Encouragement is not about assuming a Pollyanna attitude, making a "glad game" out of every instance; rather, encouragement is about showing love. This is not about flying about with fairy dust and the power of positive thinking. Jesus, who wept in the Garden of Gethsemane, was not in hopeless dispair amidst sleeping friends (how uplifting); rather, He was on His way to the greatest expression of love that could ever be shown. This is good news to a world who builds monuments to the champions of the blues and dispair!

Without love, words don't matter. If love does not accompany words, we are no different than pagans (1 Cor. 13:1). Without love, what you know does not matter (1 Cor. 13:2) because love is comprehensive and strengthens knowledge. Without love, what you do does not matter (1 Cor. 13:3). Either do it all, or give it all up. Buying love is prostitution.

Love demands suffering long (patience), which is always found in the context of relationships, not circumstances. Here's a way to test your patience (1 Cor. 13:4): how do you treat others, especially when you have the advantage? Who is "below" you; and if anyone is there, why are they "below" you, when they should be above? This reflects on yet another aspect of love: kindness. Have you stopped being jealous, envious yet? How does bragging and arrogance communicate how much you believe God?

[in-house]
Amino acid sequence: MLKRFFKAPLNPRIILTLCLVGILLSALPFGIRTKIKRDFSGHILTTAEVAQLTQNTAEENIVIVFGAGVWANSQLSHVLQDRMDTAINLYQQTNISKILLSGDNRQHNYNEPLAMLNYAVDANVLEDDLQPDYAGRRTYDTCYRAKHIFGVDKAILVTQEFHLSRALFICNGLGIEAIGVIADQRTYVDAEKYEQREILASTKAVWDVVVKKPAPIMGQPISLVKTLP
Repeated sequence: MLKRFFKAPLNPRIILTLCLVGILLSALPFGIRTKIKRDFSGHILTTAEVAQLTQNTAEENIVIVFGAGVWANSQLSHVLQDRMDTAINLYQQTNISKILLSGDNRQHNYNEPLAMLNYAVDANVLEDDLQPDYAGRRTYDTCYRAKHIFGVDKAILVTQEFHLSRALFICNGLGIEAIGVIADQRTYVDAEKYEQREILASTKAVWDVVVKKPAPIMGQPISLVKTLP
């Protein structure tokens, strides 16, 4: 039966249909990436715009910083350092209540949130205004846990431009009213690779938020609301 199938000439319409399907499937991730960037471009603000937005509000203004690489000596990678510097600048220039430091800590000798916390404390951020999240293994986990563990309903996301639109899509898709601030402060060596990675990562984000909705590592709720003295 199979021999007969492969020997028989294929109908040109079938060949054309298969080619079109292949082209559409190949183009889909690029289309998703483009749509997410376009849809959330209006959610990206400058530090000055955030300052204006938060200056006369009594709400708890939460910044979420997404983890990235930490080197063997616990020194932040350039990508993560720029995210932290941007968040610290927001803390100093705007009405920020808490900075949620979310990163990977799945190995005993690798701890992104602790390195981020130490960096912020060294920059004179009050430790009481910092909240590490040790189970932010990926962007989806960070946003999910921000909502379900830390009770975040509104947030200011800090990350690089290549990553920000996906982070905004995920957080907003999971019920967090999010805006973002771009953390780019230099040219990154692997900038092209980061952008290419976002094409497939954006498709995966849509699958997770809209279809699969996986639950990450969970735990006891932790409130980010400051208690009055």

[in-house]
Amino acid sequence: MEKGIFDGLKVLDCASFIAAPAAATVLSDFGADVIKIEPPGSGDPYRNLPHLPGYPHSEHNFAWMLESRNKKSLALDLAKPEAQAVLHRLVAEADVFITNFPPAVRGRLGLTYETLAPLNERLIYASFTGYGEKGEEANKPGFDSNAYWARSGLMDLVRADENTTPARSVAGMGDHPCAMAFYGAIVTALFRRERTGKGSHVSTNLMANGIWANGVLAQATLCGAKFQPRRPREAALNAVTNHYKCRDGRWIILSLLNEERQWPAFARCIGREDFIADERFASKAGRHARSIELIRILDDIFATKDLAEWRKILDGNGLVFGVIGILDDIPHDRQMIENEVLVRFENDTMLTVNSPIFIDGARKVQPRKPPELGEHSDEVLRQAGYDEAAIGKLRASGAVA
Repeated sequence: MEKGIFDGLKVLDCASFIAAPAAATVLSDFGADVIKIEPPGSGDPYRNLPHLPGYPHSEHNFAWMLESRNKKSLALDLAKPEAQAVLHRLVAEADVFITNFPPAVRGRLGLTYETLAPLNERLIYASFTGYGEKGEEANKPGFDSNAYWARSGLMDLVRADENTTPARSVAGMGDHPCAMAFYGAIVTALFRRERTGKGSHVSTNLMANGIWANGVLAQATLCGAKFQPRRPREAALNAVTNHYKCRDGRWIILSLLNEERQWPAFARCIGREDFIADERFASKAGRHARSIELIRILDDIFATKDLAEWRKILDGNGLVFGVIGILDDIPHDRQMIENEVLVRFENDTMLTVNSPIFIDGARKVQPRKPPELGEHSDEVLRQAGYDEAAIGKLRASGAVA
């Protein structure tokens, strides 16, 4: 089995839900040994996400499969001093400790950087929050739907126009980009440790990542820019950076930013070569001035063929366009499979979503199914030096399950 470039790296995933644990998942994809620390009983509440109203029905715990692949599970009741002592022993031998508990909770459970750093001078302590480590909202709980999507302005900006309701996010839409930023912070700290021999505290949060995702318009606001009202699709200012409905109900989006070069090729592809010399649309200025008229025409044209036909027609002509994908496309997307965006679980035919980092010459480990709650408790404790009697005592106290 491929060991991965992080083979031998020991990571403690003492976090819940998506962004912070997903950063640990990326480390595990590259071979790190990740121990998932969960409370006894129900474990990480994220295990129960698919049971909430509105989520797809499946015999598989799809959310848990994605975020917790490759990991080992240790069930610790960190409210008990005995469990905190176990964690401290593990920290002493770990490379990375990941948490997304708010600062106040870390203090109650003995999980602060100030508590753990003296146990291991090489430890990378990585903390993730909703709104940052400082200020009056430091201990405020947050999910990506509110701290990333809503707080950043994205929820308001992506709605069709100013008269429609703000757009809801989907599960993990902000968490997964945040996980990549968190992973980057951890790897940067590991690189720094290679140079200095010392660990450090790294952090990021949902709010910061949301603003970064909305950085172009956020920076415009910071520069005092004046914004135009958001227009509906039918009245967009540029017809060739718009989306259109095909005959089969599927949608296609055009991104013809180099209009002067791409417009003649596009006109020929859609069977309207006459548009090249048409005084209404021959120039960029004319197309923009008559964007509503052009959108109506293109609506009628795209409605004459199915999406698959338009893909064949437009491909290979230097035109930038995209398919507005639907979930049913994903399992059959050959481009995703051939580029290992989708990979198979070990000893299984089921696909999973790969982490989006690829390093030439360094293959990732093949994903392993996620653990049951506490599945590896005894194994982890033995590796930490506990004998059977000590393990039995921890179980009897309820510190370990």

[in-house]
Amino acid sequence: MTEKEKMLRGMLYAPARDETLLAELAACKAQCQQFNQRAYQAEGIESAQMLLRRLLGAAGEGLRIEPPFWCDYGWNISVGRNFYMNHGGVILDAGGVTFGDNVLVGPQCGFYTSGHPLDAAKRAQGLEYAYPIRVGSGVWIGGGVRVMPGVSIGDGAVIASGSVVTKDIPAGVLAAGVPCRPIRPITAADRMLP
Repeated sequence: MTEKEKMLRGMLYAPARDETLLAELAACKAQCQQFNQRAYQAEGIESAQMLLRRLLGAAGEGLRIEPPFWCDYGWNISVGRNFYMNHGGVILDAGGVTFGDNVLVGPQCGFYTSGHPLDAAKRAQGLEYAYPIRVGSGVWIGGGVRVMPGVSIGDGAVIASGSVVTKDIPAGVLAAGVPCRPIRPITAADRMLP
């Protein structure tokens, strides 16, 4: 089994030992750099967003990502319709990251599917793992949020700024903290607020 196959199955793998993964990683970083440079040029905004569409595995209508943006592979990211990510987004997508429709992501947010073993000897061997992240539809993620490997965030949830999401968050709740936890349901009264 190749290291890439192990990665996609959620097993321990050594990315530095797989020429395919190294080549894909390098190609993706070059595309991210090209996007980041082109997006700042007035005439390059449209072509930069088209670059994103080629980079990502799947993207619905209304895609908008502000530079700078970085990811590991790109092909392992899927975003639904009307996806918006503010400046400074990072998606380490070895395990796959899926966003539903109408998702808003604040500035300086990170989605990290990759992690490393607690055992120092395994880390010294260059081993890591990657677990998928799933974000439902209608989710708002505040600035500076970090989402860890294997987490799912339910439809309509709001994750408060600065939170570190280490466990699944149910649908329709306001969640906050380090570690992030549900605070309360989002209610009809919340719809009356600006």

Love has manners, respect (1 Cor 13:5); that is, love does not start without itself (where you start determines where you go). I received an e-mail once from a woman who claimed to be The Holy Spirit and demanded my worship of her. I asked her how she came to this realization, for her testimony, and she wrote me back very upset that I would even ask. I asked her how she felt she was doing living up to the role of the Holy Spirit as described by our Lord Jesus Christ in the gospel of John (chapters 14 and 16)? She wrote me back with such venom and hatred that her failure was perfectly obvious. I encouraged her to repent and embrace the love of Christ. She responded by accusing me of harassment (she wrote to me). Love is not provoked, or easily angered--how is bad temper the work of the Holy Spirit?

Love and discourgement are not compatible, for love is always upward-looking (1 Cor. 13:6). Love hates sin and rejoices in truth! Don't miss this: love actually believes that truth exists and can be apprehended! Love is also outward-looking (1 Cor. 13:7) and does not quit. Love is not an emotion, but a decision to press on!

The great magician Harry Houdini collected photographs of tombstones of the people he admired and considered them to be badges of his success. He also collected many of personal items of the dead as well, including an electric chair (much to Mrs. Weiss's chagrin. She moved it to the basement only to have it returned to its' place in the living room by Houdini himself--twice). Houdini did this was because he looked up to those who had died. He felt that those who had gone before him had literally prepared the way for him (so to speak); and, because they were in a position they would not suffer his contention as a rival. Consider: the badge of our good news is a cross and an empty tomb, left vacant our Lord Jesus Christ who: living, loved; dying saved; buried carried our sins; rising, justified and one day is coming--Oh Glorious Day!

How will you be a prophet of gloom, or a herald of hope today?
The sin of being a discourager is the sin of lovenessness.

Life is tough; but, God is good!